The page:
Coliforms at 35ºC and 45ºC in the carcasses and chicken breast cuts (CFU.g-1) were counted using the Petrifilm(tm) EC method (Curiale et al., 1991). For these analyses, 25-g aliquots of the samples were added to 225mL of 0.1% peptone salt solution and homogenized with a Stomacher (Interscience, Saint Nom La Breteche, France) for 60 seconds. The readings were performed after incubation of the plates at 35±1ºC for 48 hours.

Staphylococcus aureus analyses were performed according to the procedures described in the Bacteriological Analytical Manual (Bennett and Lancette, 2001). For this purpose, 25g of each sample were weighed, and 225mL of 0.1% peptone salt solution was added. After homogenization of the samples, serial dilutions were performed and plated on Baird-Parker agar plates, which were incubated at 36±1ºC for 48 hours. The isolated colonies were inoculated into brain heart infusion (BHI) broth (Oxoid, Hampshire, UK) and subjected to the coagulase test using rabbit plasma (Laborclin, Pinhais, PR, Brazil). In addition to the coagulase test, two complementary tests were also performed: Gram staining, to assess morphology, and the thermonuclease test using DNase Test Agar (BD, New Jersey, USA). Because no Staphylococcus aureus were detected in the analyses performed throughout the entire experiment, the results were expressed as Staphylococcus spp.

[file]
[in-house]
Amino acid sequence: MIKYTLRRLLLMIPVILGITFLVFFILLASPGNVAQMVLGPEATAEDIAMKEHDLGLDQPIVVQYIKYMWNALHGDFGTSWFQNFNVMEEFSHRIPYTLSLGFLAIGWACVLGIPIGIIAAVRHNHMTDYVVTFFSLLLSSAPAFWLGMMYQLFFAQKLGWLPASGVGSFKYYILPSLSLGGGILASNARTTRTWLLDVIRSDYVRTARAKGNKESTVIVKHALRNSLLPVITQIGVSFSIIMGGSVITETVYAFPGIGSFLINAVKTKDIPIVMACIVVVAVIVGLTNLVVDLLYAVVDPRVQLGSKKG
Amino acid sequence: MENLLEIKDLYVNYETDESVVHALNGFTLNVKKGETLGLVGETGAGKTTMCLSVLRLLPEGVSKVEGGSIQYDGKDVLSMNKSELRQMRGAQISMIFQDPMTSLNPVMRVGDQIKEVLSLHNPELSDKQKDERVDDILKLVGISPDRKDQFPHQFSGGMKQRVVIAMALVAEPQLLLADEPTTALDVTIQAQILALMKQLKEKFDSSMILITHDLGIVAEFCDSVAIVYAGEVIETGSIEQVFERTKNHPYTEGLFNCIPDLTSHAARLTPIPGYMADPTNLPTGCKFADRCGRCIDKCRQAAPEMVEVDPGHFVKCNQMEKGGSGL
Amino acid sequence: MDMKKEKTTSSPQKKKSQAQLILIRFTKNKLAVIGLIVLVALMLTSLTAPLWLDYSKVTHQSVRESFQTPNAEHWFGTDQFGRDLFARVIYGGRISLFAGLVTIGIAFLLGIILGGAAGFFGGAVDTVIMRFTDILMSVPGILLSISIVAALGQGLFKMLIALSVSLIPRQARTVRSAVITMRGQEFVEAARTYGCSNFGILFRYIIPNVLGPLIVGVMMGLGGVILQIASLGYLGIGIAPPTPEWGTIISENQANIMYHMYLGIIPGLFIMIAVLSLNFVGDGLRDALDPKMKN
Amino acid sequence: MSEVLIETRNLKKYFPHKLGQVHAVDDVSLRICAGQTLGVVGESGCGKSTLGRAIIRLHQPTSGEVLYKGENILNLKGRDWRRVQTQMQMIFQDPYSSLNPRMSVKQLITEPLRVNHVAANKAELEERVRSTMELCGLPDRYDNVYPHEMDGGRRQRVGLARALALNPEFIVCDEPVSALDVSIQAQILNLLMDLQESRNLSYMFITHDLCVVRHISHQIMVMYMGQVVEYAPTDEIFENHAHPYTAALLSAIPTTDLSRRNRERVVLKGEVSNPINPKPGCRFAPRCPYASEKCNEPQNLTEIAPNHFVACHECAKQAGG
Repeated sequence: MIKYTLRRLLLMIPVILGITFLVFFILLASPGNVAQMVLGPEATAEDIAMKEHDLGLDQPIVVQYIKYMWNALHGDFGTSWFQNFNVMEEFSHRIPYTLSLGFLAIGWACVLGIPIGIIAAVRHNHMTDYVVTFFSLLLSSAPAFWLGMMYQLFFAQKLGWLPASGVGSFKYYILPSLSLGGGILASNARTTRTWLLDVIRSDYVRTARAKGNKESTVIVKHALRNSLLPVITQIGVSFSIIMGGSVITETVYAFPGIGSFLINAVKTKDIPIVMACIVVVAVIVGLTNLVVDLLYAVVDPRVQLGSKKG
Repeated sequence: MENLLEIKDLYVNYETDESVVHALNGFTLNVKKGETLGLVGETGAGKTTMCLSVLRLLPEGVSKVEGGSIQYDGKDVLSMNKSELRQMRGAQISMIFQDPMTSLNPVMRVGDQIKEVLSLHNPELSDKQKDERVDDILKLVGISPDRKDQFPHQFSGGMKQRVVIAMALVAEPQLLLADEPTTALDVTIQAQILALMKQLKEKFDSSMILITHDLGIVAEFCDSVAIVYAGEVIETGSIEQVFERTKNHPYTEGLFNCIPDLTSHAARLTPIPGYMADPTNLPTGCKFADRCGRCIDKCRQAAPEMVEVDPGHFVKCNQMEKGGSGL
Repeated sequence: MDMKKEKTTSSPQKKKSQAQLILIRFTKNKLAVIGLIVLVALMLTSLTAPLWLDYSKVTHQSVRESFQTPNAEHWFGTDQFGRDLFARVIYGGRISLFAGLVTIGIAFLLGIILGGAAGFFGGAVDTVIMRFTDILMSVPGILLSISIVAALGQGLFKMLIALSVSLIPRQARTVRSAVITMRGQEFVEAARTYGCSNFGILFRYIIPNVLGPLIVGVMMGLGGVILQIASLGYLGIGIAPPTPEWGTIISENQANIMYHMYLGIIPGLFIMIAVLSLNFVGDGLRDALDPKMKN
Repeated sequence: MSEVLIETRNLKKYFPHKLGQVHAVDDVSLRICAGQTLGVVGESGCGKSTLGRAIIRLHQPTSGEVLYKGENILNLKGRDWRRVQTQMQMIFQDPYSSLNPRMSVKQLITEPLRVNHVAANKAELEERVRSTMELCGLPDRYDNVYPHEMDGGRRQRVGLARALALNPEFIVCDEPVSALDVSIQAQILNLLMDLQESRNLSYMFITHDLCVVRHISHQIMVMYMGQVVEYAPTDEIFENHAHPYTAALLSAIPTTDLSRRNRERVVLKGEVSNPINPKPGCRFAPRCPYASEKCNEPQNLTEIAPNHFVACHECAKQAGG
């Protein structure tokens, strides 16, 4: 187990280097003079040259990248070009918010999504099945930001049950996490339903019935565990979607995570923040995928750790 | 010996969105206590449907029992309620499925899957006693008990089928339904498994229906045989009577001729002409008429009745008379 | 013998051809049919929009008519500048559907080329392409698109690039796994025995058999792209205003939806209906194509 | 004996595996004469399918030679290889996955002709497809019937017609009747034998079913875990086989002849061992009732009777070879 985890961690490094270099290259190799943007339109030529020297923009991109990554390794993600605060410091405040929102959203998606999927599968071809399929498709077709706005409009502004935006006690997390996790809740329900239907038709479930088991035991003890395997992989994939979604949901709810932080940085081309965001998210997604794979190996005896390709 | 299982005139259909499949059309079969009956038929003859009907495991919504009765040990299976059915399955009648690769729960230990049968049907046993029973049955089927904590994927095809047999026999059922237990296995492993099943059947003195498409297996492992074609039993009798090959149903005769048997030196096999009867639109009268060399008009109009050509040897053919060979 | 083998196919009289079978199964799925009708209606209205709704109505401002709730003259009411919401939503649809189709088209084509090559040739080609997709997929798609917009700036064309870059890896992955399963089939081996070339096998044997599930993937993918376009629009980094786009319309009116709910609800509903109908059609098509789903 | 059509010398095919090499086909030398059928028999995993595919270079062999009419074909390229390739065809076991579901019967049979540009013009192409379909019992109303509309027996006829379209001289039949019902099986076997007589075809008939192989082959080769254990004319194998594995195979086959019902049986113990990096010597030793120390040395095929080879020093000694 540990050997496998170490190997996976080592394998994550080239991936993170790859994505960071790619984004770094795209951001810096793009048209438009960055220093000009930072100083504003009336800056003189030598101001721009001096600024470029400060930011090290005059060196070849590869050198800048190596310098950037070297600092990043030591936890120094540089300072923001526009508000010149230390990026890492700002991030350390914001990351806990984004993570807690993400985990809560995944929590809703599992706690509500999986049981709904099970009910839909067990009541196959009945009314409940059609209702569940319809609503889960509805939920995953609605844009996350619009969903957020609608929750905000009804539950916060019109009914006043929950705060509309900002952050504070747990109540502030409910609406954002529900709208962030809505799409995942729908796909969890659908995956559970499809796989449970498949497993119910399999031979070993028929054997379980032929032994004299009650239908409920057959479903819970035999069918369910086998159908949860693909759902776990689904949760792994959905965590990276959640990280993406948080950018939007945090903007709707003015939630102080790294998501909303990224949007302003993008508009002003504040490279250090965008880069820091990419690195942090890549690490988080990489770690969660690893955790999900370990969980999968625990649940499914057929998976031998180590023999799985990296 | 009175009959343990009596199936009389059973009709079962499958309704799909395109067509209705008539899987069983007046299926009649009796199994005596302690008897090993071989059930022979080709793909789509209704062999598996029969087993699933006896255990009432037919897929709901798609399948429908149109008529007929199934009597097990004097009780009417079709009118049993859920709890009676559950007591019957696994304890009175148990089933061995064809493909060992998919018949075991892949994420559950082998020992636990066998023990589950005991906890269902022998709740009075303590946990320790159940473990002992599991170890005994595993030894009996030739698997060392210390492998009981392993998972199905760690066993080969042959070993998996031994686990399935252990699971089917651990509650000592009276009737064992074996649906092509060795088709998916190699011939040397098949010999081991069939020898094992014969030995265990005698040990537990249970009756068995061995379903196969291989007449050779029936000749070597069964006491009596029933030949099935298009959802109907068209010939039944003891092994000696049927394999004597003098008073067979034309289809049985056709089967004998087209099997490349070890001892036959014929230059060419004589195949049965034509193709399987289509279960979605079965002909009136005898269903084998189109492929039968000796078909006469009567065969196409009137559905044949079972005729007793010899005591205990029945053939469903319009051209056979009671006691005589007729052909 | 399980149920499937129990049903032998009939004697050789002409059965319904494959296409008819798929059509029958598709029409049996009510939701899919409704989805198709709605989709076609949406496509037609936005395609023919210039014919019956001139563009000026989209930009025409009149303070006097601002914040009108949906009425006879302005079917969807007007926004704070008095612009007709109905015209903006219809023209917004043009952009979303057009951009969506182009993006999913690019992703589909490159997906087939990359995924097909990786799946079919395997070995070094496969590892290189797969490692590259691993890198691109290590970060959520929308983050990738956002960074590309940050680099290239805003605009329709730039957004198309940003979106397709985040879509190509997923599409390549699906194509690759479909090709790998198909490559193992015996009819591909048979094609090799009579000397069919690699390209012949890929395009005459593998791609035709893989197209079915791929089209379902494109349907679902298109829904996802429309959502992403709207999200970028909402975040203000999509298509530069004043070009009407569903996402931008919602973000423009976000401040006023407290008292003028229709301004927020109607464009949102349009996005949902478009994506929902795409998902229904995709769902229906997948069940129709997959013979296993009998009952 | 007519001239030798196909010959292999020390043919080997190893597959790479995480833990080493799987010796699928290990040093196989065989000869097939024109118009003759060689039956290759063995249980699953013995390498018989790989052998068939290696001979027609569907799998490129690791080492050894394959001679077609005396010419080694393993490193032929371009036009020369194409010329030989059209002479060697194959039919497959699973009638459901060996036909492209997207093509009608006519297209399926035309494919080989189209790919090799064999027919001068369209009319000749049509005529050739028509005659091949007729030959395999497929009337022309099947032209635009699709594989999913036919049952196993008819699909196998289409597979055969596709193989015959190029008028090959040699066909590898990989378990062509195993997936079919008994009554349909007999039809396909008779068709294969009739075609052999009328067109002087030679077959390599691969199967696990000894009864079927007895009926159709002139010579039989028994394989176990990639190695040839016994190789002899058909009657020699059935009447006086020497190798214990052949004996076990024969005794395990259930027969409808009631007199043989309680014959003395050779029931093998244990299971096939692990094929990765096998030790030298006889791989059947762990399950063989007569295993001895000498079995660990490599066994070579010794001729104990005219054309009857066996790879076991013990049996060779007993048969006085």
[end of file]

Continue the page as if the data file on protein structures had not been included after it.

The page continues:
To detect the staphylococcal enterotoxins (A, B, C1, C2, C3, D, and E), the enzyme linked fluorescent assay (ELFA) technology associated with the VIDAS(tm)30 equipment (Hennekinne et al., 2007). For this purpose, 25g of each sample were homogenized with 25mL of the extraction solution (Tris buffer, 0.3M, pH 8.0) for 3 minutes to obtain a homogeneous suspension. The samples were centrifuged for 15 minutes at 3000-5000x g, and the supernatant was filtered. Then, 500µL of the filtrate (pH 7.5 - 8.0) was transferred to VIDAS(r) Staph Enterotoxin - SET2 strips. The results were read 80 minutes after inserting the strips into the equipment.